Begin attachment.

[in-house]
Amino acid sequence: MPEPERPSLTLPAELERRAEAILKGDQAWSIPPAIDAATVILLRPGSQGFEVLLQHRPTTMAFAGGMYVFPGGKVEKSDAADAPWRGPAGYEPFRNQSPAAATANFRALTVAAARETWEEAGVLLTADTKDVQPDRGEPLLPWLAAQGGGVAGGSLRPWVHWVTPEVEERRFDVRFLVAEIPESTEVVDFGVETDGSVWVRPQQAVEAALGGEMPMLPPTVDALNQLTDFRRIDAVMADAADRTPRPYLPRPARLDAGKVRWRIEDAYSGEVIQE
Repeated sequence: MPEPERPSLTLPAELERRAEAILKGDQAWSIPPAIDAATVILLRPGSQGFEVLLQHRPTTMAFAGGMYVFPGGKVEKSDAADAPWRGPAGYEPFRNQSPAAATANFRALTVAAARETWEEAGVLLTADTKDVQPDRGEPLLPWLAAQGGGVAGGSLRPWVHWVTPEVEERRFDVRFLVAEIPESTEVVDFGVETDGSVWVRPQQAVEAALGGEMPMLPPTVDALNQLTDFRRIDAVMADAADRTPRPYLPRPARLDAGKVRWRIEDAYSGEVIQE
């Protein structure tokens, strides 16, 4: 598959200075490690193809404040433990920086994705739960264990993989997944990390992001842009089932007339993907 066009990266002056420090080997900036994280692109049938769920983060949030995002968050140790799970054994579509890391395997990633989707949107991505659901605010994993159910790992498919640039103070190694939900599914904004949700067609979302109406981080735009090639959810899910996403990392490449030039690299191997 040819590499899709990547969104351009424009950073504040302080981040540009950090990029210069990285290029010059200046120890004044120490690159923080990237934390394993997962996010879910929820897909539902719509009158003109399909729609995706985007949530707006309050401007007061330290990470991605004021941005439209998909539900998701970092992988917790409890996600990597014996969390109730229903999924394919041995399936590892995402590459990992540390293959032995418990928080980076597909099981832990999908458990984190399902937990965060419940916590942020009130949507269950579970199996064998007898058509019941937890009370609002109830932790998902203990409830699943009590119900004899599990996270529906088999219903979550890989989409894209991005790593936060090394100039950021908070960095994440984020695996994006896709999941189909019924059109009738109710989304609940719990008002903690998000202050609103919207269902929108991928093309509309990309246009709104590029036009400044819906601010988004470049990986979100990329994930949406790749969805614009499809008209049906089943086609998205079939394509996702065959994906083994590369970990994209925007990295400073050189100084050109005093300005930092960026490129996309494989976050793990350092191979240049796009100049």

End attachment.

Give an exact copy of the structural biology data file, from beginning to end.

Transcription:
[in-house]
Amino acid sequence: MPEPERPSLTLPAELERRAEAILKGDQAWSIPPAIDAATVILLRPGSQGFEVLLQHRPTTMAFAGGMYVFPGGKVEKSDAADAPWRGPAGYEPFRNQSPAAATANFRALTVAAARETWEEAGVLLTADTKDVQPDRGEPLLPWLAAQGGGVAGGSLRPWVHWVTPEVEERRFDVRFLVAEIPESTEVVDFGVETDGSVWVRPQQAVEAALGGEMPMLPPTVDALNQLTDFRRIDAVMADAADRTPRPYLPRPARLDAGKVRWRIEDAYSGEVIQE
Repeated sequence: MPEPERPSLTLPAELERRAEAILKGDQAWSIPPAIDAATVILLRPGSQGFEVLLQHRPTTMAFAGGMYVFPGGKVEKSDAADAPWRGPAGYEPFRNQSPAAATANFRALTVAAARETWEEAGVLLTADTKDVQPDRGEPLLPWLAAQGGGVAGGSLRPWVHWVTPEVEERRFDVRFLVAEIPESTEVVDFGVETDGSVWVRPQQAVEAALGGEMPMLPPTVDALNQLTDFRRIDAVMADAADRTPRPYLPRPARLDAGKVRWRIEDAYSGEVIQE
């Protein structure tokens, strides 16, 4: 598959200075490690193809404040433990920086994705739960264990993989997944990390992001842009089932007339993907 066009990266002056420090080997900036994280692109049938769920983060949030995002968050140790799970054994579509890391395997990633989707949107991505659901605010994993159910790992498919640039103070190694939900599914904004949700067609979302109406981080735009090639959810899910996403990392490449030039690299191997 040819590499899709990547969104351009424009950073504040302080981040540009950090990029210069990285290029010059200046120890004044120490690159923080990237934390394993997962996010879910929820897909539902719509009158003109399909729609995706985007949530707006309050401007007061330290990470991605004021941005439209998909539900998701970092992988917790409890996600990597014996969390109730229903999924394919041995399936590892995402590459990992540390293959032995418990928080980076597909099981832990999908458990984190399902937990965060419940916590942020009130949507269950579970199996064998007898058509019941937890009370609002109830932790998902203990409830699943009590119900004899599990996270529906088999219903979550890989989409894209991005790593936060090394100039950021908070960095994440984020695996994006896709999941189909019924059109009738109710989304609940719990008002903690998000202050609103919207269902929108991928093309509309990309246009709104590029036009400044819906601010988004470049990986979100990329994930949406790749969805614009499809008209049906089943086609998205079939394509996702065959994906083994590369970990994209925007990295400073050189100084050109005093300005930092960026490129996309494989976050793990350092191979240049796009100049």